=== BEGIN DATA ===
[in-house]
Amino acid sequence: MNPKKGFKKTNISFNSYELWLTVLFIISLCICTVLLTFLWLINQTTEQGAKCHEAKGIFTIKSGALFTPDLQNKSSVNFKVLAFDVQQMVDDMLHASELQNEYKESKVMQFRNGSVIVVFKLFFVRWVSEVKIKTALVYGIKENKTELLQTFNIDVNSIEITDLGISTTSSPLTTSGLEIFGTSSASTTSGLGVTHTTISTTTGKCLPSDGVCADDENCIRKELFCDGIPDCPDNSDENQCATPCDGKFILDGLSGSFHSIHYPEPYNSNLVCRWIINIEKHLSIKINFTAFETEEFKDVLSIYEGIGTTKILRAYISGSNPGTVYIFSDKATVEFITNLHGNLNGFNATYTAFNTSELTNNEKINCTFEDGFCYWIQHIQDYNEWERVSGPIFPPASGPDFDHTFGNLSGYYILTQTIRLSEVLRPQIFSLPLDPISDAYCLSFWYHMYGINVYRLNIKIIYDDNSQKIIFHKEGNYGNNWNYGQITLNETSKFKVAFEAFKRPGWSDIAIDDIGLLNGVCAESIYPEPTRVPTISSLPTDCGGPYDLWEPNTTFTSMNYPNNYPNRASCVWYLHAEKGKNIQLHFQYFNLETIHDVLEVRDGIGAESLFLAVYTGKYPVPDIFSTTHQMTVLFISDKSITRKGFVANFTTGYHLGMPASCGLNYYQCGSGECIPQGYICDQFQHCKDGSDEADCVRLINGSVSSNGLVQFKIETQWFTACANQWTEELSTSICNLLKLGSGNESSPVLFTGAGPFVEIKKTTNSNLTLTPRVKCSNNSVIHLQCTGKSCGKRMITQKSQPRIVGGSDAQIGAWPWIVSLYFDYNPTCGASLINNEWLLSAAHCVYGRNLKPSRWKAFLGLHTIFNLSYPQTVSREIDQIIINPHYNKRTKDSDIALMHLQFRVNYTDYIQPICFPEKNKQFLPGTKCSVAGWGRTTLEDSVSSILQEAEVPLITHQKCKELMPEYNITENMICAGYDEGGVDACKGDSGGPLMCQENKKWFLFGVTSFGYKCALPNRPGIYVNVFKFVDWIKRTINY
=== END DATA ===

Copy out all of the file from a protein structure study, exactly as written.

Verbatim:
[in-house]
Amino acid sequence: MNPKKGFKKTNISFNSYELWLTVLFIISLCICTVLLTFLWLINQTTEQGAKCHEAKGIFTIKSGALFTPDLQNKSSVNFKVLAFDVQQMVDDMLHASELQNEYKESKVMQFRNGSVIVVFKLFFVRWVSEVKIKTALVYGIKENKTELLQTFNIDVNSIEITDLGISTTSSPLTTSGLEIFGTSSASTTSGLGVTHTTISTTTGKCLPSDGVCADDENCIRKELFCDGIPDCPDNSDENQCATPCDGKFILDGLSGSFHSIHYPEPYNSNLVCRWIINIEKHLSIKINFTAFETEEFKDVLSIYEGIGTTKILRAYISGSNPGTVYIFSDKATVEFITNLHGNLNGFNATYTAFNTSELTNNEKINCTFEDGFCYWIQHIQDYNEWERVSGPIFPPASGPDFDHTFGNLSGYYILTQTIRLSEVLRPQIFSLPLDPISDAYCLSFWYHMYGINVYRLNIKIIYDDNSQKIIFHKEGNYGNNWNYGQITLNETSKFKVAFEAFKRPGWSDIAIDDIGLLNGVCAESIYPEPTRVPTISSLPTDCGGPYDLWEPNTTFTSMNYPNNYPNRASCVWYLHAEKGKNIQLHFQYFNLETIHDVLEVRDGIGAESLFLAVYTGKYPVPDIFSTTHQMTVLFISDKSITRKGFVANFTTGYHLGMPASCGLNYYQCGSGECIPQGYICDQFQHCKDGSDEADCVRLINGSVSSNGLVQFKIETQWFTACANQWTEELSTSICNLLKLGSGNESSPVLFTGAGPFVEIKKTTNSNLTLTPRVKCSNNSVIHLQCTGKSCGKRMITQKSQPRIVGGSDAQIGAWPWIVSLYFDYNPTCGASLINNEWLLSAAHCVYGRNLKPSRWKAFLGLHTIFNLSYPQTVSREIDQIIINPHYNKRTKDSDIALMHLQFRVNYTDYIQPICFPEKNKQFLPGTKCSVAGWGRTTLEDSVSSILQEAEVPLITHQKCKELMPEYNITENMICAGYDEGGVDACKGDSGGPLMCQENKKWFLFGVTSFGYKCALPNRPGIYVNVFKFVDWIKRTINY